Patterico's Pontifications


I Think the More Important Question Is Any Other One Than the One You’re Asking

Filed under: General,Morons — Patterico @ 8:24 pm

Shorter Congresscritter Carolyn McCarthy:

We must ban guns with barrel shrouds . . . uh, whatever those are.

Heh. There’s video.

Cho Video

Filed under: General — Patterico @ 6:09 pm

Allah has the video of Mr. Cho explaining to all of us why it’s our fault and not his that he killed all those people.

How Quickly Harry Forgets — His Own Vote

Filed under: General — WLS @ 2:03 pm

[Posted by WLS]

For high comedy, look no further than the esteemed Majority Leader in the United States Senate, Senator Harry Reid of Nevada.

Here  was his recorded vote on S.3 — “A bill to prohibit the procedure commonly known as partial birth abortion.”

You can find Senator Reid’s vote of “Yea” listed three different ways.

Skip ahead to the Supreme Court’s decision today affirming S.3 against a facial challange to its constitutionality.  As reported by CNN:

This was the first time the high court had heard a major abortion case in six years, and since then, its makeup has changed, with Roberts and Alito now on board.

Their presence on the bench provided the solid conservative majority needed to allow the federal ban to go into effect, with Kennedy providing the key fifth vote for a majority.

Alito replaced Sandra Day O’Connor, a key abortion rights supporter over her quarter century on the bench.

“A lot of us wish that Alito weren’t there and O’Connor were there,” Senate Majority Leader Harry Reid, D-Nevada, who opposed Alito’s nomination, said.

Apparently Harry forgot that he voted in favor of the ban which the Court upheld. 

Which raises the question of whether he makes a habit of voting for bills he deems to be unconstitutional. 

h/t — The Corner at NRO.

Supreme Court Upholds Federal Ban on Partial-Birth Abortion

Filed under: Abortion,Constitutional Law,Court Decisions,General,Judiciary — Patterico @ 12:01 pm

Get all the details, including a link to the opinion, at How Appealing.

I engaged in a lot of wailing and gnashing of teeth over how Kennedy would vote on this, but he came through.

I’ll have full analysis later, after I have read the opinions, which I have so far only browsed. Takeaway quotes from Ginsburg’s dissent: the majority’s “way of thinking reflects ancient notions about women’s place in the family and under the Constitution — ideas that have long been discredited” and “The Court’s hostility to the right Roe and Casey secured is not concealed.”

Note also that only Scalia joins Thomas’s concurring opinion, which says that Roe has no basis in the Constitution — and pointedly notes that no Commerce Clause challenge was raised in the current challenge. I wouldn’t infer too much from this: Roberts and Alito probably want to keep their decision on narrow grounds.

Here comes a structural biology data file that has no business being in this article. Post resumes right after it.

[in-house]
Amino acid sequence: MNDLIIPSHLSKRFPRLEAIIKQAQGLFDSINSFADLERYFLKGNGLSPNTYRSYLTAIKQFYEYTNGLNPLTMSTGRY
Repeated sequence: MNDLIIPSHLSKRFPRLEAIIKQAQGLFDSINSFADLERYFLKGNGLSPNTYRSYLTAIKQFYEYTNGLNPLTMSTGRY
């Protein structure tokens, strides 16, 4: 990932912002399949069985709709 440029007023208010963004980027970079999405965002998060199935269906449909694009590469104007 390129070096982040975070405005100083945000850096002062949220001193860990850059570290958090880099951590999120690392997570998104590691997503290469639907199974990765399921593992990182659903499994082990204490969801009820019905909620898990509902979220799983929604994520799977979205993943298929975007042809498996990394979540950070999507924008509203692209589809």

Why Was Biskupic Taken off the Firing List? This Could Be Why

Filed under: General — Patterico @ 6:13 am

I have found a possible reason that Steven Biskupic was taken off the list of U.S. Attorneys to be fired. As a reason for Biskupic’s reprieve, it makes a lot more sense than the Georgia Thompson prosecution. It’s much closer in time, and it relates to voter fraud — the same issue that (some think) put Biskupic on the list to begin with.

Just one problem for the Democrats: if I’m right, there’s nothing particularly nefarious about it.

Recall the timing. In 2005, Wisconsin Republicans complained that Biskupic had been inadequately aggressive in pursuing voter fraud. In early 2006, Biskupic’s office indicted Georgia Thompson, and convicted her in June. (For more on that case, see WLS’s excellent post below.) Months later, according to Josh Marshall, Biskupic was added to the firing list. Marshall theorizes that this occurred on or after October 17, 2006.

I have already discussed at considerable length the reasons that it makes little sense to conclude that Biskupic was taken off the list because of the Georgia Thompson prosecution. If that prosecution was so gosh-darned important to the Bushies, why hadn’t they heard about it during the four months that had passed since her conviction? And if Biskupic was really feeling heat due to dissatisfaction over his handling of voter fraud cases, wouldn’t it make more sense for him to be more aggressive in the specific area of voter fraud?

Indeed, an ethical prosecutor — which Biskupic is, by all accounts, including those of local Democrats — might respond by aggressively working to ensure that voter fraud didn’t take place in the next election.

Which, it just so happens, is exactly what Biskupic did.


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